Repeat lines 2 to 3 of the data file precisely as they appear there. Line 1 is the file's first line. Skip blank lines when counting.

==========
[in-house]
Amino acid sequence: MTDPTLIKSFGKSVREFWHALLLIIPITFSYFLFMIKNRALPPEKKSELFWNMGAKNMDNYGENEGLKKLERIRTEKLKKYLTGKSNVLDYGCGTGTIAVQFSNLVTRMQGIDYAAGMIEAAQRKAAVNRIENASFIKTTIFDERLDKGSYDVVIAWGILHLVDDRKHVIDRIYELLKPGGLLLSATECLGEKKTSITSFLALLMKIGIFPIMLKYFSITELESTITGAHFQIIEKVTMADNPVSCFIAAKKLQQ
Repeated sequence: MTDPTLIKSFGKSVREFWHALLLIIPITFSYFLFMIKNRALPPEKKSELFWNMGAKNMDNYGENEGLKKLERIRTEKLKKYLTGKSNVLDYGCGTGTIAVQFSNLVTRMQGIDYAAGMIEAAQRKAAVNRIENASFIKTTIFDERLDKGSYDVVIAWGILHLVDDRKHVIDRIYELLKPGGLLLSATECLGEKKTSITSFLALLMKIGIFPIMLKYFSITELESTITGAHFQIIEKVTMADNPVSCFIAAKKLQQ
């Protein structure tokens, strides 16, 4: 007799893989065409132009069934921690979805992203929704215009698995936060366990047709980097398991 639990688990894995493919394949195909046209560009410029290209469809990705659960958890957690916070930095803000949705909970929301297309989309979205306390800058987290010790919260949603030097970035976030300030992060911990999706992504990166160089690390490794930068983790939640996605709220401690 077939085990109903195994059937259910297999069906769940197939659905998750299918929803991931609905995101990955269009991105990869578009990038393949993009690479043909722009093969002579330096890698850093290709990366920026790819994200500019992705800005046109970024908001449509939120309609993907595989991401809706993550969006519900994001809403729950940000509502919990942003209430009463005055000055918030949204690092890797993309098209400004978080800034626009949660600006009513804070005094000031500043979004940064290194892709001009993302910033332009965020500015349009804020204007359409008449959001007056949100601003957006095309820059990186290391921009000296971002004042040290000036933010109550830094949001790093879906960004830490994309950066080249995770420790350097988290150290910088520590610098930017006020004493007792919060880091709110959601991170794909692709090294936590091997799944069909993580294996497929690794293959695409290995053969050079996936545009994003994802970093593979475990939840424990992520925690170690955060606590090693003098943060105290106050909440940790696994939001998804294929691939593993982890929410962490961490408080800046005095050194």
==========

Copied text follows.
Amino acid sequence: MTDPTLIKSFGKSVREFWHALLLIIPITFSYFLFMIKNRALPPEKKSELFWNMGAKNMDNYGENEGLKKLERIRTEKLKKYLTGKSNVLDYGCGTGTIAVQFSNLVTRMQGIDYAAGMIEAAQRKAAVNRIENASFIKTTIFDERLDKGSYDVVIAWGILHLVDDRKHVIDRIYELLKPGGLLLSATECLGEKKTSITSFLALLMKIGIFPIMLKYFSITELESTITGAHFQIIEKVTMADNPVSCFIAAKKLQQ
Repeated sequence: MTDPTLIKSFGKSVREFWHALLLIIPITFSYFLFMIKNRALPPEKKSELFWNMGAKNMDNYGENEGLKKLERIRTEKLKKYLTGKSNVLDYGCGTGTIAVQFSNLVTRMQGIDYAAGMIEAAQRKAAVNRIENASFIKTTIFDERLDKGSYDVVIAWGILHLVDDRKHVIDRIYELLKPGGLLLSATECLGEKKTSITSFLALLMKIGIFPIMLKYFSITELESTITGAHFQIIEKVTMADNPVSCFIAAKKLQQ